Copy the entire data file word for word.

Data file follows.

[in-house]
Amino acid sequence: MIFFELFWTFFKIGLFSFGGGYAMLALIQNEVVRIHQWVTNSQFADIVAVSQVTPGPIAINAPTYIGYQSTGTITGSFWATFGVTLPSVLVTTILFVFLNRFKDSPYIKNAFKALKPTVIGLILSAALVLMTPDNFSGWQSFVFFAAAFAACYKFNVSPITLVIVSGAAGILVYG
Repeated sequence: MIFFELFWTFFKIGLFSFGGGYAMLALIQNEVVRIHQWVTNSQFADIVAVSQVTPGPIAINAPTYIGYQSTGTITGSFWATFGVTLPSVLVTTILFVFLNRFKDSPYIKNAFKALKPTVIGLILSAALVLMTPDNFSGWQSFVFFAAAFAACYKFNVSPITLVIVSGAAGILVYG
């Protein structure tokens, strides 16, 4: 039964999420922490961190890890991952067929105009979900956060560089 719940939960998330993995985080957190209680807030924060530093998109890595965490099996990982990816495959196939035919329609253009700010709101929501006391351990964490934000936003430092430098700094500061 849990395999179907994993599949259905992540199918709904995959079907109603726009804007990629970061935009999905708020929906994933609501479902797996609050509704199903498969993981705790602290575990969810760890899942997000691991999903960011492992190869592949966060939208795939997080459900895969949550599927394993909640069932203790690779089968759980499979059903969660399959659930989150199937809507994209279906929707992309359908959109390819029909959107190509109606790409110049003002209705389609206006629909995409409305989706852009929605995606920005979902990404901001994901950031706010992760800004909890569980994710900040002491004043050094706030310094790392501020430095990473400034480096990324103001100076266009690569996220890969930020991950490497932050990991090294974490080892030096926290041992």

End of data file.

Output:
[in-house]
Amino acid sequence: MIFFELFWTFFKIGLFSFGGGYAMLALIQNEVVRIHQWVTNSQFADIVAVSQVTPGPIAINAPTYIGYQSTGTITGSFWATFGVTLPSVLVTTILFVFLNRFKDSPYIKNAFKALKPTVIGLILSAALVLMTPDNFSGWQSFVFFAAAFAACYKFNVSPITLVIVSGAAGILVYG
Repeated sequence: MIFFELFWTFFKIGLFSFGGGYAMLALIQNEVVRIHQWVTNSQFADIVAVSQVTPGPIAINAPTYIGYQSTGTITGSFWATFGVTLPSVLVTTILFVFLNRFKDSPYIKNAFKALKPTVIGLILSAALVLMTPDNFSGWQSFVFFAAAFAACYKFNVSPITLVIVSGAAGILVYG
């Protein structure tokens, strides 16, 4: 039964999420922490961190890890991952067929105009979900956060560089 719940939960998330993995985080957190209680807030924060530093998109890595965490099996990982990816495959196939035919329609253009700010709101929501006391351990964490934000936003430092430098700094500061 849990395999179907994993599949259905992540199918709904995959079907109603726009804007990629970061935009999905708020929906994933609501479902797996609050509704199903498969993981705790602290575990969810760890899942997000691991999903960011492992190869592949966060939208795939997080459900895969949550599927394993909640069932203790690779089968759980499979059903969660399959659930989150199937809507994209279906929707992309359908959109390819029909959107190509109606790409110049003002209705389609206006629909995409409305989706852009929605995606920005979902990404901001994901950031706010992760800004909890569980994710900040002491004043050094706030310094790392501020430095990473400034480096990324103001100076266009690569996220890969930020991950490497932050990991090294974490080892030096926290041992």